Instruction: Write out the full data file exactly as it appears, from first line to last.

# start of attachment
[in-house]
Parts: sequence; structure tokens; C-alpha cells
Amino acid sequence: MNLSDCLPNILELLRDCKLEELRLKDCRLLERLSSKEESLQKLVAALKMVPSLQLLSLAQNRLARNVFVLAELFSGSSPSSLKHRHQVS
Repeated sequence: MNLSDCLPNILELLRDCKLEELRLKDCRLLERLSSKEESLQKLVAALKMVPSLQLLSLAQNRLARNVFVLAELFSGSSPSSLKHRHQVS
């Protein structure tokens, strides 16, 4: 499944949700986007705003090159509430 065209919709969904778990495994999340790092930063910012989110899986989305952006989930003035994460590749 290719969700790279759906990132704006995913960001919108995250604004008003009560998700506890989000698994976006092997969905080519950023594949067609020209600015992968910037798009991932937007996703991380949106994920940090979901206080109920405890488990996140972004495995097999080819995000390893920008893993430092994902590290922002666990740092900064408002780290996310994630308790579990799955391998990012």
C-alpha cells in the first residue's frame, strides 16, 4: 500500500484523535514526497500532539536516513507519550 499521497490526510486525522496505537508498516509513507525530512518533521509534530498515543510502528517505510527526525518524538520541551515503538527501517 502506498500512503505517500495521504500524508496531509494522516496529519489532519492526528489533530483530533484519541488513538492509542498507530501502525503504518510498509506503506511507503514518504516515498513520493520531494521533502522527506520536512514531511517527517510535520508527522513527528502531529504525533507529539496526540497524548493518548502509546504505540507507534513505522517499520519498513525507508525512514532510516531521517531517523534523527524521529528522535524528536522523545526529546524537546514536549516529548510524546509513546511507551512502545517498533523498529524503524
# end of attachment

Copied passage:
[in-house]
Parts: sequence; structure tokens; C-alpha cells
Amino acid sequence: MNLSDCLPNILELLRDCKLEELRLKDCRLLERLSSKEESLQKLVAALKMVPSLQLLSLAQNRLARNVFVLAELFSGSSPSSLKHRHQVS
Repeated sequence: MNLSDCLPNILELLRDCKLEELRLKDCRLLERLSSKEESLQKLVAALKMVPSLQLLSLAQNRLARNVFVLAELFSGSSPSSLKHRHQVS
């Protein structure tokens, strides 16, 4: 499944949700986007705003090159509430 065209919709969904778990495994999340790092930063910012989110899986989305952006989930003035994460590749 290719969700790279759906990132704006995913960001919108995250604004008003009560998700506890989000698994976006092997969905080519950023594949067609020209600015992968910037798009991932937007996703991380949106994920940090979901206080109920405890488990996140972004495995097999080819995000390893920008893993430092994902590290922002666990740092900064408002780290996310994630308790579990799955391998990012």
C-alpha cells in the first residue's frame, strides 16, 4: 500500500484523535514526497500532539536516513507519550 499521497490526510486525522496505537508498516509513507525530512518533521509534530498515543510502528517505510527526525518524538520541551515503538527501517 502506498500512503505517500495521504500524508496531509494522516496529519489532519492526528489533530483530533484519541488513538492509542498507530501502525503504518510498509506503506511507503514518504516515498513520493520531494521533502522527506520536512514531511517527517510535520508527522513527528502531529504525533507529539496526540497524548493518548502509546504505540507507534513505522517499520519498513525507508525512514532510516531521517531517523534523527524521529528522535524528536522523545526529546524537546514536549516529548510524546509513546511507551512502545517498533523498529524503524